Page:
Gloucester Civic Trust celebrates 40 years
MEMBERS of Gloucester Civic Trust processed through the city on Saturday to celebrate 40 years of protecting and promoting its history and heritage.
They were accompanied by the Mayor and Sheriff and the city MP on their way from a service of thanksgiving at St Mary de Crypt church to a reception at the Guildhall.
At the service, conducted by the Reverend Rosie Woodall, the congregation of some 90 members were reminded that it was the vicar of St Mary de Crypt, Canon David Paton, who inspired the formation of the trust in 1972, with the aim of promoting civic pride, protecting and interpreting the city's archaeology and ancient buildings, and encouraging a high standard of architecture and design.
Founder member, Phil Moss, said that, since its inception, Civic Trust guides had taken nearly 86,000 people on conducted tours of the city, bringing in an income of more than £53,000.
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It had raised funds through its development arm to restore four threatened buildings and successfully fought to prevent the destruction of Llanthony Priory and the dock warehouses and basins.
More recently the trust had paid for the statue of Emperor Nerva and brought St Michael's tower back into use. Only last week it had returned to their home city, two bells cast at Abraham Rudhall's Gloucester foundry in 1710.
At the Guildhall reception, the trust's chairman for the last 30 years, lawyer, Robin Morris, was presented with a glass claret jug, decorated by with Gloucester images by the Stroud based glass engraver, Danek Piechowiak.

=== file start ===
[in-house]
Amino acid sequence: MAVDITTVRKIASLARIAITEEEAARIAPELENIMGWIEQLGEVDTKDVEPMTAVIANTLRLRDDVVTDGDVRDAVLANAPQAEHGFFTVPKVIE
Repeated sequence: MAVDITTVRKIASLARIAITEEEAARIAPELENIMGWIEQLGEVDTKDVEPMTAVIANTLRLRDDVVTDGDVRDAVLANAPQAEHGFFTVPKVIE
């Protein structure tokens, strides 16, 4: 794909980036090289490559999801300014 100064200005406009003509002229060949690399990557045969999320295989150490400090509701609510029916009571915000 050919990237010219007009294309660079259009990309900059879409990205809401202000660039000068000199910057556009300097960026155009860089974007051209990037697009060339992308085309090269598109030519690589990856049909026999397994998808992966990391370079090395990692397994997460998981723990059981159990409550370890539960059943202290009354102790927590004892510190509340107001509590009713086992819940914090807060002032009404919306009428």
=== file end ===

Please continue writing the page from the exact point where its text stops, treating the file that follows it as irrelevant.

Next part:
Trust secretary John Lovell said: "Robin Morris' inspiration, passion and belief in Gloucester has got things done and kept the trust on the straight and narrow
"Trust members, and everyone in Gloucester, owe you an enormous debt of gratitude for your long and distinguished service."
Mr Morris said that he had been reluctant at first to take on the job, but his doubts had been dispelled by the support of "splendid people the trust had been able to attract to its ranks."
The Mayor, Councillor David Browne, presented credentials to four more trust members who have completed the training course and passed an examination to become tourist guides. They were Bob Brunsdon, Natalie Cox, Dave Burley and Mick Walsh.
City MP, Richard Graham, said: "What does every great city need? A superb cathedral, a great manufacturing tradition, historic personalities and a great soul. We have that in spadefuls.
"But it also needs a great champion, or guardian, to maintain, restore and promote it – and that has been the role of the Gloucester Civic Trust over the past forty years. I look forward to it continuing in this role for another forty years."
The reception concluded with a lecture by Henry Hurst, Emeritus Reader in Classics and a Fellow of Churchill College, Cambridge. As a young field archaeologist in Gloucester in the late 1960s and early '70s, Mr Hurst's discoveries during an era of redevelopment re wrote the Roman and medieval history of Gloucester.